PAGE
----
Jing, Qi, & Shen (精氣神)

Jing-Qi-Shen.jpgLet’s look at the basic concepts of “jing”, “qi”, & “shen”.  These are collectively known as the “Three Treasures” (sānbǎo, 三宝) of internal alchemy.  They are often translated as “body”, “breath”, & “mind”, which is a good trio but not really a complete translation.  It’s helpful to understand these terms, and the view behind them, to effectively practice Daoist cultivation.

Jing (精) is vital-essence – the tendency for form & substance to appear in the world, our tendency to become embodied creatures.  We receive jing from our parents at conception and from our mother during gestation.  Jing is associated with fluids and contains our ancestral DNA; the Chinese consider it to hold our fate or destiny – “Heaven’s command” regarding our unique capacities and pre-dispositions.  The quality of our jing depends on the quality of our parents’ jing during conception and gestation, as well as our own conduct in life, particularly our movement and nutrition.

Qi (氣, pronounced “chee”) is vital-energy – movement, breath, time, change.  The ever-revolving walk of Dao.  The unfolding movement of our jing.  Qi is associated with wind and fire.  But it is also often used as a shorthand for everything, including jing & shen.  Qi can refer to different kinds of energy in different contexts.  In internal alchemy it generally refers to heat and movement.  We have internal qi, and there is also the qi of the environment and cosmos.

Shen (神) is vital-spirit – awareness.  The experience of jing-qi.  According to Daoism, we have 5 kinds of shen, associated with the 5 phases/elements (Wood, Fire, Soil, Metal, & Water).  The 5 shen are different aspects of consciousness.  In the Daoist view, shen is not entitative in nature but is more like drops from a boundless ocean.  Our original shen emerges fresh and pure from the unborn origin, but as it splits into 5 it takes on conditions based on our jing & qi, as well as how we manage our mind.

Jing, qi, & shen are all really the same “stuff” – just different parts of a tripartite spectrum.  Jing is the most coarse, shen is the most fine.  These correspond to Earth, Humankind, & Heaven, respectively.

Jing, qi, & shen exist in two states, known as xiantian & houtian.  Xiantian (先天) translates as “before Heaven” or “pre-celestial” and refers to our innate nature before being shaped by the winds of Heaven.  Houtian (後天) translates as “after Heaven” or “post-celestial” and refers to our acquired condition based on how the winds have shaped us and how we have conducted ourselves.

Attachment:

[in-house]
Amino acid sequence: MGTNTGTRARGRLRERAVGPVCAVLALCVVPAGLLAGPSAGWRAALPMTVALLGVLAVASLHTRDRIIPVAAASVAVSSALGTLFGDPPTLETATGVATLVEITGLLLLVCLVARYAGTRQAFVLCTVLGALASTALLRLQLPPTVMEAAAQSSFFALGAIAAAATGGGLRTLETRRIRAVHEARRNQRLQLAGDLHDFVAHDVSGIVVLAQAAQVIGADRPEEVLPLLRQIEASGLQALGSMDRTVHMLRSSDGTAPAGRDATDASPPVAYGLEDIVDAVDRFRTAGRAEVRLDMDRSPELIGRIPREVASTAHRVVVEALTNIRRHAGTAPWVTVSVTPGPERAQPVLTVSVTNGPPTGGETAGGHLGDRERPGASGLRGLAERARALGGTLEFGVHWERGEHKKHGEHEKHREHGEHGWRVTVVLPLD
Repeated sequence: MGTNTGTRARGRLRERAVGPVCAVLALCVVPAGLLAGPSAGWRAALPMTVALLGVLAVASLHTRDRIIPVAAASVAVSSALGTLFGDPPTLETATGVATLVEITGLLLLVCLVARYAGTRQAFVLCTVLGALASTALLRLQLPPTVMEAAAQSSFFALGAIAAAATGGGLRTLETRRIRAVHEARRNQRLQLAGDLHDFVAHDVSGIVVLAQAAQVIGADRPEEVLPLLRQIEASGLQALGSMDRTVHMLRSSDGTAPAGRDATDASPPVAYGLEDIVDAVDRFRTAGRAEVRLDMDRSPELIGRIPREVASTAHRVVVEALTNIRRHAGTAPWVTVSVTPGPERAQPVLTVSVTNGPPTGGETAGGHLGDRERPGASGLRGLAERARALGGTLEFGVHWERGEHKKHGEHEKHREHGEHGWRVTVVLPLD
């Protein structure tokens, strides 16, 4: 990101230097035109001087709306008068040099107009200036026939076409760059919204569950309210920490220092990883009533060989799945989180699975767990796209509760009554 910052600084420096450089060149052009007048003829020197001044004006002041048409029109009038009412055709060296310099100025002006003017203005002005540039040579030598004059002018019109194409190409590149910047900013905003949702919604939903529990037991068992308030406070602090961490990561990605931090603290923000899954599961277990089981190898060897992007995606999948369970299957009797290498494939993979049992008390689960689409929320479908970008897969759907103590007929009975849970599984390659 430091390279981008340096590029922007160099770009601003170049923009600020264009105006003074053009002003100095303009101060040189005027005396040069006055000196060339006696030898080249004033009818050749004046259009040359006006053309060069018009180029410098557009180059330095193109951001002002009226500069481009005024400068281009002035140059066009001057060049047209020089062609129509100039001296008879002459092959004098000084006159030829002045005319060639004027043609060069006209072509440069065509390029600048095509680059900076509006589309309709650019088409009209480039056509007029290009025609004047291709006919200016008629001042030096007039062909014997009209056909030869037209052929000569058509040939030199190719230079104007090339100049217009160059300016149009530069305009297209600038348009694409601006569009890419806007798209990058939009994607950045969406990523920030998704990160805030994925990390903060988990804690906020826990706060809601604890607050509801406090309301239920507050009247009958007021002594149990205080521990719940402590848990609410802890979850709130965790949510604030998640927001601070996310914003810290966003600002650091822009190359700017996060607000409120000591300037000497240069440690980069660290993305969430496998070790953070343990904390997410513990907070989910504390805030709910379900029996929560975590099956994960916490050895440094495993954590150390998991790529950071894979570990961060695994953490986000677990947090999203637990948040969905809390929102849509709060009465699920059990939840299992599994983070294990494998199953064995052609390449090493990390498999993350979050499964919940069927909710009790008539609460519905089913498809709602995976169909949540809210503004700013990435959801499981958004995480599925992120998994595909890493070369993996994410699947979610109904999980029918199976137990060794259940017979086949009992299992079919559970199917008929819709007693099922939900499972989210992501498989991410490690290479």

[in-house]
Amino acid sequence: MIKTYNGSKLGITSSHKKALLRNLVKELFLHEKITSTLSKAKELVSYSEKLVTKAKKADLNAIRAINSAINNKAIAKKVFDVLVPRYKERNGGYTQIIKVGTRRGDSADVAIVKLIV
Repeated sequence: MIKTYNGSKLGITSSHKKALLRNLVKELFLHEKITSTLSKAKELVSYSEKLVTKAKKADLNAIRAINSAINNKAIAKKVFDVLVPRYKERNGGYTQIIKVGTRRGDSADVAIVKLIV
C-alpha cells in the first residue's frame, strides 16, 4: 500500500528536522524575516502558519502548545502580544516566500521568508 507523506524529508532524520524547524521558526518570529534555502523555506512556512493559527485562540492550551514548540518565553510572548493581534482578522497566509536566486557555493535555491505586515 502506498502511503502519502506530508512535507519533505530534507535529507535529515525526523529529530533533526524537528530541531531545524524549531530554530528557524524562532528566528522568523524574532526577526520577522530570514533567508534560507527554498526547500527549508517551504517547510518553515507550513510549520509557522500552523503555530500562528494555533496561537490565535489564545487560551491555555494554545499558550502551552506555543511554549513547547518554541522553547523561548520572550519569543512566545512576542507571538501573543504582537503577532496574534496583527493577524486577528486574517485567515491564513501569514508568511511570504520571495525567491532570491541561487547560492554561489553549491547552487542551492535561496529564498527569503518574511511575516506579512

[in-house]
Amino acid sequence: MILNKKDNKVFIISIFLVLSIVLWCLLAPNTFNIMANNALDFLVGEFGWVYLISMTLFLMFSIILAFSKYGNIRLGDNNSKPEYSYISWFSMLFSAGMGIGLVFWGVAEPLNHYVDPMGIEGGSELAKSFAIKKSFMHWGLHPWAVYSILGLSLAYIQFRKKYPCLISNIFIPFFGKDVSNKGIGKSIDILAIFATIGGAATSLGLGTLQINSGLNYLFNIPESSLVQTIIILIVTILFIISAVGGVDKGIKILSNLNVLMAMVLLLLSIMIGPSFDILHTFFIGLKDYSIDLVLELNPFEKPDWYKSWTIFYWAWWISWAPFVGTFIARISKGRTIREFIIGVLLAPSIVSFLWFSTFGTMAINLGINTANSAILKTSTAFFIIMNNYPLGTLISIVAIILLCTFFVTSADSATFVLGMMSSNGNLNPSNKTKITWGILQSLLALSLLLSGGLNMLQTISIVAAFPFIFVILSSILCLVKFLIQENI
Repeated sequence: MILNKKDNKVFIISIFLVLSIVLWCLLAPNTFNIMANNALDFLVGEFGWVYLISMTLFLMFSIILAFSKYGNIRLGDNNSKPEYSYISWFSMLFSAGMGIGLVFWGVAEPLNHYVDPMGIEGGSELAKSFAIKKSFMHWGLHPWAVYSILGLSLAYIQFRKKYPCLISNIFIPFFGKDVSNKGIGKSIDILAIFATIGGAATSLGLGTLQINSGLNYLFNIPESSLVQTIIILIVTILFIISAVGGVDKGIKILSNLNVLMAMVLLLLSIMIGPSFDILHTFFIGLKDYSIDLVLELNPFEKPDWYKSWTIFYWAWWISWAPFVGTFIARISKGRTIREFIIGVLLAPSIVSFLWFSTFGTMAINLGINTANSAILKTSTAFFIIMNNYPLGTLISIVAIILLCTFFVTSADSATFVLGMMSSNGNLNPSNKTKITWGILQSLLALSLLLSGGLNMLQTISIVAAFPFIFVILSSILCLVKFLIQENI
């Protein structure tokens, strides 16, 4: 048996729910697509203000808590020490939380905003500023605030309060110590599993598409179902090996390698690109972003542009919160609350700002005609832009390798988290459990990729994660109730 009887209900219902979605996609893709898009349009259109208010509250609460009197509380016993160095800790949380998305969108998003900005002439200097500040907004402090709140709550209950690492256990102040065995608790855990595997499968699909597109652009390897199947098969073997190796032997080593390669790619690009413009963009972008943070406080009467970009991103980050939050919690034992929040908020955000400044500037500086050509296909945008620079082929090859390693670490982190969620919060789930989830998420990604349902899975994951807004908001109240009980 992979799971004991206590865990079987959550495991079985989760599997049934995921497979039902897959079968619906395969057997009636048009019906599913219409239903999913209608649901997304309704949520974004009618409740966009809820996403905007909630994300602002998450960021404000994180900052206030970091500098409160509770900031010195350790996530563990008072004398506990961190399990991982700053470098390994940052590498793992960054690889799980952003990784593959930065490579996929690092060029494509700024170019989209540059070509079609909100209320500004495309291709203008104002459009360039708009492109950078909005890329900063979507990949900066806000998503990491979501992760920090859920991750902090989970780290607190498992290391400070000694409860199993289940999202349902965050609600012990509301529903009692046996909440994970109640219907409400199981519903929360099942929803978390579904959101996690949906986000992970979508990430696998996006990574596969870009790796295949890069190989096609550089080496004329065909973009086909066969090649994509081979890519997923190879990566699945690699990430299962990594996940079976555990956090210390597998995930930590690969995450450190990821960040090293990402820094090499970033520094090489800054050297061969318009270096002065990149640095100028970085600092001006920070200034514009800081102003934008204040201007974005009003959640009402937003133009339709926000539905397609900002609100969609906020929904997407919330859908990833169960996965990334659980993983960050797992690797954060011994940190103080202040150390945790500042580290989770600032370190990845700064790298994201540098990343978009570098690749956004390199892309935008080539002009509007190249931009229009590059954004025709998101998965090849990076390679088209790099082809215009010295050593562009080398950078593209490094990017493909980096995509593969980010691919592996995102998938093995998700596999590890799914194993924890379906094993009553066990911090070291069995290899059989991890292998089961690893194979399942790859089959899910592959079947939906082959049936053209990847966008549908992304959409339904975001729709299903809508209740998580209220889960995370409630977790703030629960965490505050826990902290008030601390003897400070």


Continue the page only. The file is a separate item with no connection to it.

The Three Treasures collectively comprise our life.  The three traditional deities of ritual Daoism – San Qing (三清) or Three Purities – are simply symbolic representations of the Three Treasures in their pure, unmanifest form.  What appears to be deity worship in Daoist ritual is actually a way of re-calibrating our post-celestial jing, qi, & shen to their original, pure condition.

There is a lot more we can say about these terms; this post is simply intended to present basic definitions for reference in future discussions.

Heaven, Earth, & Humankind

Tien-Di-RenThe fundamental triad of Chinese philosophy is Heaven, Earth, & Humankind.  Let’s look at what these terms mean as a whole and individually, and how they relate to meditation & qi-cultivation.

Heaven (tiān, 天) in the manifest world is the wide-open sky, but in Chinese philosophy it refers to pure yang – the creative source.  Pure motivating light.  It’s not some special place where believers go but rather is the original impetus of all manifestation.  It relates to spirit/awareness.

Earth (dì, 地) in the manifest world is the solid ground beneath our feet, but in Chinese philosophy it refers to pure yin – a wide-open field.  Earth receives the motivating activity of Heaven, enabling it to manifest.  While it relates to material like the planetary earth or our body, the meaning is more like the mother that receives a seed from father and nurtures it to life.

Humankind (rén, 人) – or what I prefer to translate more broadly as “sentient beings” – is the fruit of the union of Heaven & Earth.  While in the manifest world Heaven is above and Earth is below, the understanding in Chinese philosophy is that first Heaven initiates, then Earth nurtures, then life emerges forth.

Collectively, Tian-Di-Ren represent the vertical structure of the cosmos.  But structure isn’t really the correct word, because the Chinese view of the cosmos is not material but energetic.  A more appropriate word would be process – the vertical process of how things come into being.

Heaven acts in the field of Earth, then Earth processes it and gives birth to some resultant thing.  All life springs up from the Earth below, it doesn’t just fall from Heaven.  Even birds nest on the Earth.  But just as mother must be fertilized by father, the Chinese understand this springing up of life as an upward bounce from the descending qi of Heaven.  (Hence the lines of the Zhou Yi Jing start at the bottom and then rise upward).